Remembering Bobby Short


Volume CV, No. 5May, 2005

Klaus Suonsaari

Bobby Short was a perfect example of how thoroughly the music of the Great American Songbook has become an international institution. Demand for his music was worldwide. It was not unusual for him to be summoned across the Atlantic to play for a concert or a private party.

I was first exposed to Bobby Short as a teenager growing up in Helsinki, Finland. My mother used to read about Mr. Short and the Café Carlyle frequently in various novels and detective stories. She also would play me early recordings of the Bobby Short Trio with Rolly Bundock and Larry Bunker featuring such tunes as “I Like The Likes Of You” and “I Can’t Get Started.”

It was quite fascinating how our paths would cross in New York City during the spring of 1989 when I was called to play a Friday night at the Café Carlyle. Naturally, I was thrilled to have an opportunity to play with the Bobby Short Trio.

It was equally amazing how the events of that spring night would work out.

I was advised to be at the Café Carlyle at 7:30 p.m. for a “verbal rehearsal.” However, neither bassist Beverly Peer or Bobby Short were present.

Finally, at around 8:40, as usual, Bobby Short appeared in the hotel’s gallery. We introduced each other and Mr. Short proceeded to have his usual evening tea with honey and lemon.

After the first set, without any rehearsal, I felt that I needed to improve my performance. During the intermission I thought about how I could play the second set better.

Surprisingly, Bobby Short had decided to change the entire program – making my job even more demanding. In later years I would often talk with him about that, but he claimed he did not “remember” the event. I always thought that this was his way of testing my musical ability and how I would handle the pressure.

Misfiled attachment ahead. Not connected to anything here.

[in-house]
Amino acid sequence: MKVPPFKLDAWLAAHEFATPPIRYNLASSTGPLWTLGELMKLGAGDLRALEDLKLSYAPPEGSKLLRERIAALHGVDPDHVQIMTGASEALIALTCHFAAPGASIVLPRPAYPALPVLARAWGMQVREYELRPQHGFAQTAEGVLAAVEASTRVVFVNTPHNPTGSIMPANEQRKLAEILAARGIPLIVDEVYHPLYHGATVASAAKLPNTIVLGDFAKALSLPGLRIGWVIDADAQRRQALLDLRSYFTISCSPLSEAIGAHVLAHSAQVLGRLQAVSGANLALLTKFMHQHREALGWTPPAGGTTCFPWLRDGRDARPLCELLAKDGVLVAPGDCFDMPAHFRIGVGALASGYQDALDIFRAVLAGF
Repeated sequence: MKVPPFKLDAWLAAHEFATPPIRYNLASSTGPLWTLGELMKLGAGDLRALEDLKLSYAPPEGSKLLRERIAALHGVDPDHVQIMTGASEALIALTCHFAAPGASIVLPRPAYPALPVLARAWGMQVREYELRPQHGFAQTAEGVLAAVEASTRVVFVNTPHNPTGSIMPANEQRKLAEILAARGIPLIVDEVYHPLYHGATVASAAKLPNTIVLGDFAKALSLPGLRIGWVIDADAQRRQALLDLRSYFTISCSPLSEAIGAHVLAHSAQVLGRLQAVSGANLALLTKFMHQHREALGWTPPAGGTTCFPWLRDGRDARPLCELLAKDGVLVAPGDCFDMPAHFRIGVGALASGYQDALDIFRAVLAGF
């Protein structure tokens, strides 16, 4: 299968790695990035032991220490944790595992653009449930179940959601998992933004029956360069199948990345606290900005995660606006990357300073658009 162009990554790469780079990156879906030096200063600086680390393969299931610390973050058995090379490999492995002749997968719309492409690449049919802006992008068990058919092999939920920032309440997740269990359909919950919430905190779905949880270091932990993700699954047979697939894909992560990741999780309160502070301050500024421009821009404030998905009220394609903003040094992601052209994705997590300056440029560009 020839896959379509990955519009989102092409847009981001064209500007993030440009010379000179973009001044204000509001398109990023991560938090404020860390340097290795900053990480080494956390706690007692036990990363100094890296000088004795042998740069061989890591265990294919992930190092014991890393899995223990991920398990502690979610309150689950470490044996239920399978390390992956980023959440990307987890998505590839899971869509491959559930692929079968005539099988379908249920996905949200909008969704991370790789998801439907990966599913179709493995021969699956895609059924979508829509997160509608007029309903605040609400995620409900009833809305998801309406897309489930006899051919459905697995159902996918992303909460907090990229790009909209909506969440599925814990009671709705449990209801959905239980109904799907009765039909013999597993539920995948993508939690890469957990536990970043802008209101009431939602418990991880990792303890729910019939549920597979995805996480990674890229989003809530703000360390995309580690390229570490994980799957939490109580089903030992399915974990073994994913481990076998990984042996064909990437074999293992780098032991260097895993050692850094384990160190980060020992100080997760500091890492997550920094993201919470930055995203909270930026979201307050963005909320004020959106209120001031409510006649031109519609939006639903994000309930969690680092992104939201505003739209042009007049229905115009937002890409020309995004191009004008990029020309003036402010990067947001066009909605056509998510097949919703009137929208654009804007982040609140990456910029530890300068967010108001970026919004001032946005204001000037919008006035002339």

Both sets on that spring Friday night went well and I ended up working with Bobby Short nearly 15-and-a-half years.

The varying degrees of success in performers who play the music of the Great American Songbook have always been determined by the way the individual could combine understanding, intelligence and musicality into a unique package that retained the essence of the original while creating something new. Bobby Short offered this package at the Café Carlyle for nearly 37 years. He not only knew more songs than he ever counted, he knew more about them, their provenance, their first performance, who sang them and how. Bobby Short was a living library of America’s best popular and theatre songs, music and fine lyrics.

Working with Bobby Short was extremely educational, musically rewarding and fun. It always amazed me how he could still invest each new performance with a first-time freshness.

Bobby Short was the greatest “saloon singer” of our time who has no peer in his chosen field.

Klaus Suonsaari is a drummer, composer and producer. His web site is